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Thread: repairing or refurbishing straights

  1. #1
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    Default repairing or refurbishing straights

    is there a webpage anywhere that gives hints/instructions on how to repair or refurbish straight razors?

    TIA

    Nick

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    In Search of the Light and 0° radius
    32° F&AM

  3. #3
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    You can find some free tips at http://razortips.blogspot.com/. Bill's restoration CD (linked from this page) is definitely worth the purchase and very complete.

    Miles

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    thanks!

    these were very helpful for replacing (making) scales

    can anyone give me some tips on how to clean up the blade? xxxx steel wool perhaps?

    thanks again
    nick
    Last edited by anselmo; 01-05-2007 at 09:24 AM. Reason: updated info

  5. #5
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    sandpaper... you can buy the lower grits from local hardware stores and the higher grits from auto part stores such as pep-boys etc etc.

    start with the highest grit sand paper that will remove the gunk/rust/pitting that you want to remove.. move up the sand paper grit steps.. then buff with a metal polish (not liquid... you want to use a paste type) such as MAAS(can be bought at walmart) or simichrome.

    my personal steps are:

    220 grit (if needed)
    400 grit
    600 grit
    800 grit
    1000 grit
    1500 grit
    2000 grit

    buff with Fabulustre (metal buffing compound similar to jewelers rogue)
    then buff with metal polish (simichrome)

    the results are amazing. the key to making it look mirror perfect is to spend enough time at each grit size in order to completely remove the previous grit lines. im talking 1hr + at each grit size, especially for the lower grit numbers.

    if you do not want the perfect mirror finish you can go back over it after you do all the steps with some 600 and 800 sandpaper and that will put back onto the blade the "grind" marks that are on some blades if you are into that.

    hope that helps,
    ~J

  6. #6
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    thats really helpful - thank you

    i was looking at some of the cheaper ones on ebay and i note from reading the forums that some of the ones that are good shavers need a little work looks wise.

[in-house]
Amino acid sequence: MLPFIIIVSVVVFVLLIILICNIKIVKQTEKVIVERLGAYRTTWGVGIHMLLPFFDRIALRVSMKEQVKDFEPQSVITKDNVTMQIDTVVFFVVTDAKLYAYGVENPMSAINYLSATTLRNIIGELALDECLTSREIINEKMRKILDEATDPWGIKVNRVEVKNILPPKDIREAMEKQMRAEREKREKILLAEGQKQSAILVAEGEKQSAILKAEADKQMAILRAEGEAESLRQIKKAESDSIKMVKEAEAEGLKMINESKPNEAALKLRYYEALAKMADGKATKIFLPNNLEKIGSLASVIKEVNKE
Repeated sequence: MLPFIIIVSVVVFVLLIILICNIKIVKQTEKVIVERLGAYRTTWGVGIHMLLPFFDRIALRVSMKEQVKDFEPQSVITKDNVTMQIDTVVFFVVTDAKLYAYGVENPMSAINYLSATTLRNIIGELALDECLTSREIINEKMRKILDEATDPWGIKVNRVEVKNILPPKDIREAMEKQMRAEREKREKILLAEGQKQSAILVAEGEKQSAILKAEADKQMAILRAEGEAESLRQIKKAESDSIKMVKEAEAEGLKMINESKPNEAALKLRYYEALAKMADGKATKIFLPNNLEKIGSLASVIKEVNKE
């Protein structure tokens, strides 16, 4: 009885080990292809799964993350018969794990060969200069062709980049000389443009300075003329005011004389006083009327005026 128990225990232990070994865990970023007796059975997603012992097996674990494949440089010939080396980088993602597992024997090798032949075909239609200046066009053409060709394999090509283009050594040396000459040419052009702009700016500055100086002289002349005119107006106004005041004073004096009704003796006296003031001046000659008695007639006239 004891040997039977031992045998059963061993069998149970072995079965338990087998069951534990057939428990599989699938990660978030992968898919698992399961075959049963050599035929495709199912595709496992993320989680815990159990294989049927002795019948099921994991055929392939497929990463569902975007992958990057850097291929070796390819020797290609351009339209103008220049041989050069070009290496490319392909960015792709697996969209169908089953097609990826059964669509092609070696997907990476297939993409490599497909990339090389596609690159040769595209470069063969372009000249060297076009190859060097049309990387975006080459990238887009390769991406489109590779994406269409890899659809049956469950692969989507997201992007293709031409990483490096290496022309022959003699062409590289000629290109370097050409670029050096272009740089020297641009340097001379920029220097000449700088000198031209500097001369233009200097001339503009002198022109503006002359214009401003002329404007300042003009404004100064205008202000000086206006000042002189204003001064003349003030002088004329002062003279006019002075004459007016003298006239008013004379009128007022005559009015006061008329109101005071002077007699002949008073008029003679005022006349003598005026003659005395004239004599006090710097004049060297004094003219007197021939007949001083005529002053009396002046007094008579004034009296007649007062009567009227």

getting them sharp should not be a problem (i've been sharpening planes for doing bamboo rods) but getting them looking 'sharp' as well is a new trick for me to learn!

    A


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    I have gone the sandpaper route and buffing wheels. I like using three cotton buffing wheels designated to, a cutting rouge, white rouge, finally, green rouge. Its fast cheap and I get a mirror finish from most oldies.

    Always OFF the edge.
    In Search of the Light and 0° radius
    32° F&AM

  8. #8
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    I have got a razor that I am going to use the Bogartus method on. Lynn Abrams also recommends Maas metal cleaning paste that you can readily acquire at Home Depot. He uses it with a Dremmel buffing bit.
    Steve

  9. #9

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    Personally, I find Flitz superior to Mass, and Flitz has superb anti-rust/corrosion properties as well. While both will work, and work well - if you are going to get one or the other, I would strongly suggest flitz.

    Hope this helps
    - Joel
    joel (at) badgerandblade.com

  10. #10
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    Joel,
    Thanks. Is Flitz readily available at hardware stores or do you need to special order it?
    Thanks,
    Steve

  11. #11
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    www.billysblades.com offers a cd on repair and restoration that I believe Lynn recomends on his DVD.
    Jim

    In Valor There Is Hope - Tacitus

  12. #12
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    Quote Originally Posted by netsurfr View Post
    I have got a razor that I am going to use the Bogartus method on. Lynn Abrams also recommends Maas metal cleaning paste that you can readily acquire at Home Depot. He uses it with a Dremmel buffing bit.
    Steve
    I have a few pictures in the (Member's Categories) of razors cleaned up with this method. If youu are interested.
    In Search of the Light and 0° radius
    32° F&AM

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